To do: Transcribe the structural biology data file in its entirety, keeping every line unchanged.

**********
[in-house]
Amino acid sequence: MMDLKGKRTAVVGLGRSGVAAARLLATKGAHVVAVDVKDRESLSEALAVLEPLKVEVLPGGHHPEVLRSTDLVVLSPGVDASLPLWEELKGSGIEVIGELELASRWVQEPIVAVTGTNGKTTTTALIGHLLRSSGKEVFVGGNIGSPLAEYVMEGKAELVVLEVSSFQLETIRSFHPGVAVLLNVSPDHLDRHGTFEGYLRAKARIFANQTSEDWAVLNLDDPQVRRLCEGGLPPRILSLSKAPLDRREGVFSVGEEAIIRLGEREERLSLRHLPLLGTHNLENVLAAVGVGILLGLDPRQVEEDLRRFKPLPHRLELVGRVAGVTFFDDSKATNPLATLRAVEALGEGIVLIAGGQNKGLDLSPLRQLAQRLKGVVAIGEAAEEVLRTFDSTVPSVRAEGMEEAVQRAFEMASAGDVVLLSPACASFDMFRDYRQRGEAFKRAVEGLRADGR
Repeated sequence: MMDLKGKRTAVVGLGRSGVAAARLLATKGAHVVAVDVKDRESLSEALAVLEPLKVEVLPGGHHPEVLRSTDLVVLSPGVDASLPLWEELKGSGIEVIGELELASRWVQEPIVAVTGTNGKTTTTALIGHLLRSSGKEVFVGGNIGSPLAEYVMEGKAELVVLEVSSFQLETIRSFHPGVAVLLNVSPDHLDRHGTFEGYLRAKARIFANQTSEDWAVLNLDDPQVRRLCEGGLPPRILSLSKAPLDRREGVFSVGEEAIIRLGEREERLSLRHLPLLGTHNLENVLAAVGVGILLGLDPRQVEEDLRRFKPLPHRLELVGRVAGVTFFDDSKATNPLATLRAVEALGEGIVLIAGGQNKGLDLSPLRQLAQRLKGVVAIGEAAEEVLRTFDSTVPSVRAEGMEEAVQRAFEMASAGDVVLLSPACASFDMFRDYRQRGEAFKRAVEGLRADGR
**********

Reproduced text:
[in-house]
Amino acid sequence: MMDLKGKRTAVVGLGRSGVAAARLLATKGAHVVAVDVKDRESLSEALAVLEPLKVEVLPGGHHPEVLRSTDLVVLSPGVDASLPLWEELKGSGIEVIGELELASRWVQEPIVAVTGTNGKTTTTALIGHLLRSSGKEVFVGGNIGSPLAEYVMEGKAELVVLEVSSFQLETIRSFHPGVAVLLNVSPDHLDRHGTFEGYLRAKARIFANQTSEDWAVLNLDDPQVRRLCEGGLPPRILSLSKAPLDRREGVFSVGEEAIIRLGEREERLSLRHLPLLGTHNLENVLAAVGVGILLGLDPRQVEEDLRRFKPLPHRLELVGRVAGVTFFDDSKATNPLATLRAVEALGEGIVLIAGGQNKGLDLSPLRQLAQRLKGVVAIGEAAEEVLRTFDSTVPSVRAEGMEEAVQRAFEMASAGDVVLLSPACASFDMFRDYRQRGEAFKRAVEGLRADGR
Repeated sequence: MMDLKGKRTAVVGLGRSGVAAARLLATKGAHVVAVDVKDRESLSEALAVLEPLKVEVLPGGHHPEVLRSTDLVVLSPGVDASLPLWEELKGSGIEVIGELELASRWVQEPIVAVTGTNGKTTTTALIGHLLRSSGKEVFVGGNIGSPLAEYVMEGKAELVVLEVSSFQLETIRSFHPGVAVLLNVSPDHLDRHGTFEGYLRAKARIFANQTSEDWAVLNLDDPQVRRLCEGGLPPRILSLSKAPLDRREGVFSVGEEAIIRLGEREERLSLRHLPLLGTHNLENVLAAVGVGILLGLDPRQVEEDLRRFKPLPHRLELVGRVAGVTFFDDSKATNPLATLRAVEALGEGIVLIAGGQNKGLDLSPLRQLAQRLKGVVAIGEAAEEVLRTFDSTVPSVRAEGMEEAVQRAFEMASAGDVVLLSPACASFDMFRDYRQRGEAFKRAVEGLRADGR